Orange County has reported another 22 COVID-19 fatalities and 282 new coronavirus cases, putting the county at risk of not making it up to the orange tier next week.
The county has recorded 52,904 cases and 1,204 deaths since the pandemic began, with 444 of the deaths among skilled nursing facility residents, 82 among assisted living facility residents. Of the death toll reported on Friday, half were from skilled nursing facilities.
Since Sunday, the county has reported 77 coronavirus deaths, spread out over the past few weeks, according to the Orange County Health Care Agency. The lag in reporting is common since the data comes from multiple sources, officials say. The last double-digit day of fatalities occurred Aug. 31 when 10 people died.
Last week, the county reported 34 fatalities, down from 42 the week prior.
Hospitalizations dipped from 168 to 157 on Friday, but the number of patients in intensive care jumped from 42 to 50.
Orange County officials were hopeful their trends were improving enough to lift the county into the orange tier by Tuesday when the state posts new rates for positivity and cases per 100,000 people. The county has been averaging below and slightly above the orange tier over the past week, so it’s unclear how that will average out on Tuesday.
“We’re cautiously optimistic for Tuesday,” said Supervisor Lisa Bartlett. “We have been trending in a good direction, but we have to see where we are… Now we’re having little blips with those spikes, but it depends on how it averages out.”
The tier systems reflects metrics used by the state to rate counties’ efforts to slow the spread of the virus using the number of new daily cases per 100,000 residents.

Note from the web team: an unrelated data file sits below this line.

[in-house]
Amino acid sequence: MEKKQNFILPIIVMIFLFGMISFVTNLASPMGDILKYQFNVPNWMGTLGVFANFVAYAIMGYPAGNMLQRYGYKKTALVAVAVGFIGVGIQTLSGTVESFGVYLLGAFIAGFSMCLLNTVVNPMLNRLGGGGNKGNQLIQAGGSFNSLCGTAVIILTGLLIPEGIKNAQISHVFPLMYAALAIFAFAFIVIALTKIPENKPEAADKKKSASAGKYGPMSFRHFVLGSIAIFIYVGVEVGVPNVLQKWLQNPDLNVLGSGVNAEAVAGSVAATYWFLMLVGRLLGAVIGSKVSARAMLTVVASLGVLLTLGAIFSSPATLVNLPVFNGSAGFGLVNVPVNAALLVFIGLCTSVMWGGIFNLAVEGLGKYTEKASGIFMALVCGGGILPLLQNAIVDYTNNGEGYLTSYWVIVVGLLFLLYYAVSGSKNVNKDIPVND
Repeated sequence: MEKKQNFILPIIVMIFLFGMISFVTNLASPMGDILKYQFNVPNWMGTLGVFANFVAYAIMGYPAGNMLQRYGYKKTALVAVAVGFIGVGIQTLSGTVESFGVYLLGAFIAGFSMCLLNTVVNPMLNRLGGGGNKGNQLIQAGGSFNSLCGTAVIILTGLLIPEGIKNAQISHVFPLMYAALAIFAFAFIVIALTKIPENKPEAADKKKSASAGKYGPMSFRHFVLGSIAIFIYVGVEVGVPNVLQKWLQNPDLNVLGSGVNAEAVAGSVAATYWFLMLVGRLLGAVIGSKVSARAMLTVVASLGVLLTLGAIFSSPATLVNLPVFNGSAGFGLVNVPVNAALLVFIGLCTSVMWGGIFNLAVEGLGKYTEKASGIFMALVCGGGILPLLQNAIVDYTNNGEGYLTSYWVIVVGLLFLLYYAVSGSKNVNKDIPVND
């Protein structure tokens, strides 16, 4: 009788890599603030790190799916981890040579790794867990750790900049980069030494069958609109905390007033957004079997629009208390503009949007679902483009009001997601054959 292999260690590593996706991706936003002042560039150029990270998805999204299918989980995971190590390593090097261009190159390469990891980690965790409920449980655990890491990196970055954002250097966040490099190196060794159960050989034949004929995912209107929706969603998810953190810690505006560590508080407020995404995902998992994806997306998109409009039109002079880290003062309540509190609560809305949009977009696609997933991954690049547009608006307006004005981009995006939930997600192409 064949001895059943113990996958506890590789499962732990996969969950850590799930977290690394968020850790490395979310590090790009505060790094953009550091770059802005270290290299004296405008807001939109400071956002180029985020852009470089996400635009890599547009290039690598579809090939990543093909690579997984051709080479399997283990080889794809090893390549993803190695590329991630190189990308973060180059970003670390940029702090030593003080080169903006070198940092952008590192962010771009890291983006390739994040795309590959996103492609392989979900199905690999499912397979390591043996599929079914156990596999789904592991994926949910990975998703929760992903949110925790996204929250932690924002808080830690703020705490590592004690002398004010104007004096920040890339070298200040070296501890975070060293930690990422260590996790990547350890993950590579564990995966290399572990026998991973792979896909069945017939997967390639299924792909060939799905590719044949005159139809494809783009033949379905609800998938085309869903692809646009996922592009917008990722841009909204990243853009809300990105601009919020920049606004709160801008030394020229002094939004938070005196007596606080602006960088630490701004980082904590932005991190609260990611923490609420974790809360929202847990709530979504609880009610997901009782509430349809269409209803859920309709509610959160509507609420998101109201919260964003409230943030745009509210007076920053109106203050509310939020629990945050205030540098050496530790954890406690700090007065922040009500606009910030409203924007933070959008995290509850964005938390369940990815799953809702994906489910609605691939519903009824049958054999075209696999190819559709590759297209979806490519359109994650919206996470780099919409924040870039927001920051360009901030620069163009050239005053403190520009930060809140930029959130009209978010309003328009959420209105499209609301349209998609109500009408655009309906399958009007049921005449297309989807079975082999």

Bartlett and Orange County CEO Frank Kim said it is unclear what might be driving the spikes. The most persistent and common problem continues to be extended family gatherings, Kim said.
Bartlett is concerned that the return of students to campus at UC Irvine will affect the county’s caseload the way an outbreak at San Diego State University did.
“San Diego barely held on to the red tier,” Bartlett said of the tier just above the most restrictive purple tier.
“You’re getting students from other counties, other states and other countries,” Bartlett said. “Even with a robust testing program, we saw firsthand what happened at San Diego State. I would hate to replicate that here in Orange County.”
The overall positivity rate went from 3.9% to 3.1%, and the daily case count per 100,000 people dropped from 4.7 to 3.6. The county has to remain within that range for another week, then it can move up from the red to the orange tier.
Moving up to the orange tier means retail businesses could operate at full capacity, instead of 50% in the current red tier. Shopping malls also could operate at full capacity, but with closed common areas and reduced food courts just as in the red tier.
The orange tier boosts capacity for churches, restaurants, movies, museums, zoos and aquariums from 25% capacity to half capacity. Gyms and fitness centers could boost capacity from 10% to 25% and reopen pools.
The orange tier also allows family entertainment centers like bowling alleys and wall-climbing to open indoors to 25% capacity.
Orange County’s schools are already eligible to reopen for indoor, personal instruction, but not all of them will reopen right away. Schools in Fountain Valley and several other districts reopened on Tuesday.